Chopard Roars Into The Lunar New Year
The L.U.C XP Urushi Year of the Tiger is an artsy, auspicious consideration.
It’s that time of the year for pineapple tarts, pussy willows, stuffing red packets and… a commemorative Chopard L.U.C Chinese Zodiac watch. Since 2013, Chopard has ushered in the Lunar New Year with limited edition watches featuring the year’s respective Chinese Zodiac animal on artisanal dials made in collaboration with Japanese craftsmen using a traditional lacquer technique that dates back over 3,000 years.
For this Lunar Year of the Tiger, Chopard again partners with Yamada Heiando, a century-old Japanese lacquer company, to create a run of 88 timepieces that bear the formidable beast on the dials.
As with previous editions, the Urushi lacquer technique takes centrestage. A laborious craft that extends beyond the decorative, Urushi lacquer starts with the harvesting of the lacquer from a native tree known as toxicodendron vernicifluum. The harvested lacquer sap is subsequently processed before it is applied and dried in multiple layers to create rich and lustrous tones. All of Chopard’s Urushi dials also feature the Maki-e technique, where gold flakes are carefully sprinkled on a layer of wet lacquer to lend each artwork greater depth.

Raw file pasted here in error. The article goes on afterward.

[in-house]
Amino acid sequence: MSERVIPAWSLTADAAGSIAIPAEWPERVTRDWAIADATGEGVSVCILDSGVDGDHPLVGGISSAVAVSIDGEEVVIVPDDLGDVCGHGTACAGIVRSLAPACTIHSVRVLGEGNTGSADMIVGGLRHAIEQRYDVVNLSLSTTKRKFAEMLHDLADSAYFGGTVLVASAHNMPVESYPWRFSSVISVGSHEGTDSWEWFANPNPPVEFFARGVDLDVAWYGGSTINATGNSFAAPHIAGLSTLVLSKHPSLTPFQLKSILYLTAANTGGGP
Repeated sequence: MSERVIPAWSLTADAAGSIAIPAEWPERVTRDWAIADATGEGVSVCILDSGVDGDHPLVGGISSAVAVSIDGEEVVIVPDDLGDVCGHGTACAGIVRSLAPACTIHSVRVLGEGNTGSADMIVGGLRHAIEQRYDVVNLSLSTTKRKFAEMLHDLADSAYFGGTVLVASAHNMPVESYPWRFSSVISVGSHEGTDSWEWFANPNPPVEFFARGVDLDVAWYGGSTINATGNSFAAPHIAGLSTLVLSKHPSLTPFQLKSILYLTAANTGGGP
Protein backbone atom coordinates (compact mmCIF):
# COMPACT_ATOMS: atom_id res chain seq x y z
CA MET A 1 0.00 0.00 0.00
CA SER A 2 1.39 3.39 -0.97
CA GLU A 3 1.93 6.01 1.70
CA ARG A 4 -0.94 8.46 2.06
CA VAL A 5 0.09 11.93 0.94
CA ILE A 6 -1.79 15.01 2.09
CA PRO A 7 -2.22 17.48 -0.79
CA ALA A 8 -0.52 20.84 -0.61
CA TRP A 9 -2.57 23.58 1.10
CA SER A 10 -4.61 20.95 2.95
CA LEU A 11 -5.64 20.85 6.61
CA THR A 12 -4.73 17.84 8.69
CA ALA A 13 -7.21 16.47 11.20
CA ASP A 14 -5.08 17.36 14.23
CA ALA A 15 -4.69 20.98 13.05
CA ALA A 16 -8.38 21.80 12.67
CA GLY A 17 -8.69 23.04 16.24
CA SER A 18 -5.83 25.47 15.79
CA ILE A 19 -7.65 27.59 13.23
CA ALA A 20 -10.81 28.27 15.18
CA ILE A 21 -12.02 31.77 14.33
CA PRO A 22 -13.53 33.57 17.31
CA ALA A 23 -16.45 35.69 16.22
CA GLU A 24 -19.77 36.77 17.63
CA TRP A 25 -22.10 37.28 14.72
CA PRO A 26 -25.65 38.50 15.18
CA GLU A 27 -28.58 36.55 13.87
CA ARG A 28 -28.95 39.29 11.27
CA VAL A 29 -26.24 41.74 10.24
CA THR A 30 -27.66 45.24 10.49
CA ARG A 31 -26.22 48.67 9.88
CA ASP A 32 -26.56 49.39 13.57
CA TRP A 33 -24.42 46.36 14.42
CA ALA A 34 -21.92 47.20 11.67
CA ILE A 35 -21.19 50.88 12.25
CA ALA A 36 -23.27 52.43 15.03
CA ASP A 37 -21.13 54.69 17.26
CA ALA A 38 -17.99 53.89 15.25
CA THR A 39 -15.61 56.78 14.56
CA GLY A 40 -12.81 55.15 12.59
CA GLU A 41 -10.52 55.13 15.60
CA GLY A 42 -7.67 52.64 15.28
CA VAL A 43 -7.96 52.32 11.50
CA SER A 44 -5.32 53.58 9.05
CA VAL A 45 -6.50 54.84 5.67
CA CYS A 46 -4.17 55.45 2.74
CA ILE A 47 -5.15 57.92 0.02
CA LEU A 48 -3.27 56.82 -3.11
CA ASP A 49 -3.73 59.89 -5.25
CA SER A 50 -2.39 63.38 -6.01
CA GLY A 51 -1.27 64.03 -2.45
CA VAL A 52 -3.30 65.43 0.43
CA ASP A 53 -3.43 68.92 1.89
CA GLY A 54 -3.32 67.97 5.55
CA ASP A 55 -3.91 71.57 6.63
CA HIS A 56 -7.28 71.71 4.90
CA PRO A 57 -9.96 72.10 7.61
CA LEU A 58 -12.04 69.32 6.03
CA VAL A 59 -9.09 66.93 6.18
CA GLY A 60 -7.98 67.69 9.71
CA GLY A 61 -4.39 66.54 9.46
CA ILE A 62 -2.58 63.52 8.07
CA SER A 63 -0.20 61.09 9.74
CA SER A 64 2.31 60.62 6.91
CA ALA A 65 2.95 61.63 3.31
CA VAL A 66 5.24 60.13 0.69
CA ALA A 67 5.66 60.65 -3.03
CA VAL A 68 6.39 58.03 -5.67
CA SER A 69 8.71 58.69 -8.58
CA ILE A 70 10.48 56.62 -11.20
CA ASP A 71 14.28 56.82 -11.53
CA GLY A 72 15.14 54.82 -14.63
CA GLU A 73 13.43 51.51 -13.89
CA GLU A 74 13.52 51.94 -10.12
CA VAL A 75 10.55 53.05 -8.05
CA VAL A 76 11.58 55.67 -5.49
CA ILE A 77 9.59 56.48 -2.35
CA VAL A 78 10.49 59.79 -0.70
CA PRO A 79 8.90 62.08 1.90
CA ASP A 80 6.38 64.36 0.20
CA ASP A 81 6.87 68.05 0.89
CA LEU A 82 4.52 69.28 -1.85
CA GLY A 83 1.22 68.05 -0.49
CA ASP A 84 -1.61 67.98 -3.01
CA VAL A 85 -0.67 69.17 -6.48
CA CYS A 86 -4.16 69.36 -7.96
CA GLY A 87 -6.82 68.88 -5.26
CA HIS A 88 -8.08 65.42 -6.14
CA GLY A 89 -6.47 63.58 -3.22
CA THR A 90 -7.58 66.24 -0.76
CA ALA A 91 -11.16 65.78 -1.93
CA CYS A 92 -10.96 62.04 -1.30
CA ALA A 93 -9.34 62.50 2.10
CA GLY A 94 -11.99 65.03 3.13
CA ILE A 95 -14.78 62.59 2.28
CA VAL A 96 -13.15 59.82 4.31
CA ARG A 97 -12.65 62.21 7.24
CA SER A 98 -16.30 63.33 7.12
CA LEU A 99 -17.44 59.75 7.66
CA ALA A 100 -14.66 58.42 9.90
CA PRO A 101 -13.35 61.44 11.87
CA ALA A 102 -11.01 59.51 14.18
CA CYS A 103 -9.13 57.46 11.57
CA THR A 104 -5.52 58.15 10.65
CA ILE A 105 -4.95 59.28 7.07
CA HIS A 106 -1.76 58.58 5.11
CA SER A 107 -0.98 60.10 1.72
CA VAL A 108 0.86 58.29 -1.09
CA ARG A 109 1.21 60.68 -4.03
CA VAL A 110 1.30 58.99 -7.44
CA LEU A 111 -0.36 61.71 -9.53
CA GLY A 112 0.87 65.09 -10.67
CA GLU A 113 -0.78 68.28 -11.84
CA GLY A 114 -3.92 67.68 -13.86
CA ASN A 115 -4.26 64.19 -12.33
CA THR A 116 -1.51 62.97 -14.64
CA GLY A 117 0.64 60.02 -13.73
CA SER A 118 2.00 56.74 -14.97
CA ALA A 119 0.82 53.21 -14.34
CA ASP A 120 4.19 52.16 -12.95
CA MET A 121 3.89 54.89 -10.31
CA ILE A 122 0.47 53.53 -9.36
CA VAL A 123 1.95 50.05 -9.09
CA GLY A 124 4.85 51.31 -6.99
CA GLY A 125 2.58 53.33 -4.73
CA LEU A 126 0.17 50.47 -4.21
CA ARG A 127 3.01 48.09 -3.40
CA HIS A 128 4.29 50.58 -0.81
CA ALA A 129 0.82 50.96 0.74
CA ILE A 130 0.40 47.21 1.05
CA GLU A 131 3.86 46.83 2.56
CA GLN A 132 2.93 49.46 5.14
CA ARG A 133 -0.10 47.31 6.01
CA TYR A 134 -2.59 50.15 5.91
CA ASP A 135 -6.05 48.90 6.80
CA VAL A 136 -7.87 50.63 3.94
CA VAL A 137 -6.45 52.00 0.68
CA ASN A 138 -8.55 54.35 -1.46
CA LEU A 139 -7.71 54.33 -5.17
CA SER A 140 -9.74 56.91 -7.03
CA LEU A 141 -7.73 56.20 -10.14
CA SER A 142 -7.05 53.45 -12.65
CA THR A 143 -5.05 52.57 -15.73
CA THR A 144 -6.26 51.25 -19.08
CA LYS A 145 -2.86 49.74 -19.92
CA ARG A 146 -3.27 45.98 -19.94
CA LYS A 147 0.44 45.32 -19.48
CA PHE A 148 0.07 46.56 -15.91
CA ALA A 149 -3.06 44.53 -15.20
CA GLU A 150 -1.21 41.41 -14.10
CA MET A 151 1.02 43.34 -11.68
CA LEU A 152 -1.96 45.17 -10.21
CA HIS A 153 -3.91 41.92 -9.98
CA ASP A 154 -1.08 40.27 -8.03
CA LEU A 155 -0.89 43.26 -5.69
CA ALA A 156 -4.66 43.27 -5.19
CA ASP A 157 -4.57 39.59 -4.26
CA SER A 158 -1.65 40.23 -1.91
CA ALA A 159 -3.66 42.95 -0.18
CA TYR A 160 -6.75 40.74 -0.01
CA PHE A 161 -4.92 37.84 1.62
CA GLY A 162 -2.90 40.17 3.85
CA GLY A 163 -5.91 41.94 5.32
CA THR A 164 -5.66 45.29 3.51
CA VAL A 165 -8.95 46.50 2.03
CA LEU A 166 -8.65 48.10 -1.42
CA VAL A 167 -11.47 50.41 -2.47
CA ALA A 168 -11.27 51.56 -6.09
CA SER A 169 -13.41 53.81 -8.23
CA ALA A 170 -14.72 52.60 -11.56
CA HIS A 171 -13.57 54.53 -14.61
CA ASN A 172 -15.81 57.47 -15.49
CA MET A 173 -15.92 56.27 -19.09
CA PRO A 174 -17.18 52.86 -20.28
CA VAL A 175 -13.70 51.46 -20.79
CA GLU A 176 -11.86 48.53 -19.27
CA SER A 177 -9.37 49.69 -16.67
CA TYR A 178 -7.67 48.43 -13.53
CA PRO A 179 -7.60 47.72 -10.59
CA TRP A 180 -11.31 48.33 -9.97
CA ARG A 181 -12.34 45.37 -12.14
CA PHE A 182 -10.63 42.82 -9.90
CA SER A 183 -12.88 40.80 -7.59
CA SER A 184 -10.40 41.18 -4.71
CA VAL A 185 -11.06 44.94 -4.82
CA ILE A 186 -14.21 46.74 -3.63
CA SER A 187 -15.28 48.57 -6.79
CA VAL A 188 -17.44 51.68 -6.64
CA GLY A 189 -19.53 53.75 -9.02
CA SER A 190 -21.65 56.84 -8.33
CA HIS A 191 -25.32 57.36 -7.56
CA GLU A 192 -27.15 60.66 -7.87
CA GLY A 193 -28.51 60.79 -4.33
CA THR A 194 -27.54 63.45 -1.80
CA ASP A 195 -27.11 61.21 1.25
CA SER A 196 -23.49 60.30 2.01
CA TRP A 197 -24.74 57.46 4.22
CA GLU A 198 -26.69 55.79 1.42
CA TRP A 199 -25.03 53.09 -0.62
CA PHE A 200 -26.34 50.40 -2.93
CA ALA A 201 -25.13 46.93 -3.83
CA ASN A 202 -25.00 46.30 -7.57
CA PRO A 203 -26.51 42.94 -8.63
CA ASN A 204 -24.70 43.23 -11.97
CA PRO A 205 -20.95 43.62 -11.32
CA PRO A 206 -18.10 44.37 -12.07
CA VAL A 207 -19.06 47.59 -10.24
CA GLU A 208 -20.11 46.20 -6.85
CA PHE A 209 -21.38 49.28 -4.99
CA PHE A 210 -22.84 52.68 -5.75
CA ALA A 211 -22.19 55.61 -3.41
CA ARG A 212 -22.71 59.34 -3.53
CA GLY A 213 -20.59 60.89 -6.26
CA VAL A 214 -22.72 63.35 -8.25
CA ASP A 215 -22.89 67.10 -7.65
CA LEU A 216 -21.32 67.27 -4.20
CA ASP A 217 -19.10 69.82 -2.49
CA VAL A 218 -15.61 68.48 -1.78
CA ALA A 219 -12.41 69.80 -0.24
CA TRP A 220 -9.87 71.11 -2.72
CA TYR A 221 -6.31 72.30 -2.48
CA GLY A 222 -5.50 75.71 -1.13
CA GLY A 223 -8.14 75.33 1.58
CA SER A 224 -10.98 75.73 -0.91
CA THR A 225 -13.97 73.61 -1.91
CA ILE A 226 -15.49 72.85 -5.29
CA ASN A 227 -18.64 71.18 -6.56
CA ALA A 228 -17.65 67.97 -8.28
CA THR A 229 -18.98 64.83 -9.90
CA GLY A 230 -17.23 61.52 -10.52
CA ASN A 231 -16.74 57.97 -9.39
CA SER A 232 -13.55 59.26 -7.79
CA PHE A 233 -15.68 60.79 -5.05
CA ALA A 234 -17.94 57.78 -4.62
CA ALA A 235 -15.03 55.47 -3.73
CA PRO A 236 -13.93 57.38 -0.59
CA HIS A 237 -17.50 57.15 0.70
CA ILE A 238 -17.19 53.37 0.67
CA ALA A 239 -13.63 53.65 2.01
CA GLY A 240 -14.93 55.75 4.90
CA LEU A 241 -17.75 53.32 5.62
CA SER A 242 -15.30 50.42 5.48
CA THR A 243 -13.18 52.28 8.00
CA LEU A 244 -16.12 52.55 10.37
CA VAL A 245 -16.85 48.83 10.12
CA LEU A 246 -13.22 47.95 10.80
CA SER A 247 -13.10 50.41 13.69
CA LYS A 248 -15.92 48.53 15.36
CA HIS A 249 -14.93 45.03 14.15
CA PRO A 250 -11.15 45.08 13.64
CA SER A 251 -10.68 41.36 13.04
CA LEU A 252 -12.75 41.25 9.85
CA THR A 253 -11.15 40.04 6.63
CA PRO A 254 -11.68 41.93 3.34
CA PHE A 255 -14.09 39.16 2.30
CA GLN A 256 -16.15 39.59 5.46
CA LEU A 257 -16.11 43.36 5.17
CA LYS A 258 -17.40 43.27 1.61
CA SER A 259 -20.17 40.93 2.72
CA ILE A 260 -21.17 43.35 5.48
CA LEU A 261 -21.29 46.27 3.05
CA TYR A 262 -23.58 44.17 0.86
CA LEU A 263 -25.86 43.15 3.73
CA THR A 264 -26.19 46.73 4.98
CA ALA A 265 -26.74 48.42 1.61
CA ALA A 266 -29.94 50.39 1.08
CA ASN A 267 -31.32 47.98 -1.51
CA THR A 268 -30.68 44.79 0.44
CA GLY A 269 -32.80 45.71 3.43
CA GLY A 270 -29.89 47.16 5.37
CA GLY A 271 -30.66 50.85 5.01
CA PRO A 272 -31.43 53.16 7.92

Here, the finished dial depicts a tiger standing tall on a cliff, looking over a bay and appearing majestic in a middle of a roar. The animal’s gold and black striped coat, its kingly expression, the evocative blues of the sky and the lake, and the natural textures and tones of the cliff are expertly brought to life by master lacquer artist, Minori Koizumi, who takes at least 160 hours to make each dial.
As the name suggests, the L.U.C XP Urushi Year of the Tiger is housed in the ultra-slim and appropriately proportioned L.U.C XP case, measuring 39.5mm across and just 6.80mm in height. The watch’s svelteness is made possible by its ultra-thin movement, the 3.30mm-thin automatic L.U.C 96.17-L. Despite its thinness, the movement is equipped with a 22K gold micro-rotor and two stacked mainspring barrels that offer up to 65 hours of power reserve.
Certainly, the L.U.C XP Urushi Year of the Tiger isn’t going to be one’s everyday dress watch. But if you were a fan of metiers d’art or Lunar New Year-themed timepieces, or if your personal feng shui advisor had recommended something ‘ferocious’ to accentuate your auspiciousness this Year of the Tiger, this offering from Chopard will be the first of many watches that you can consider.
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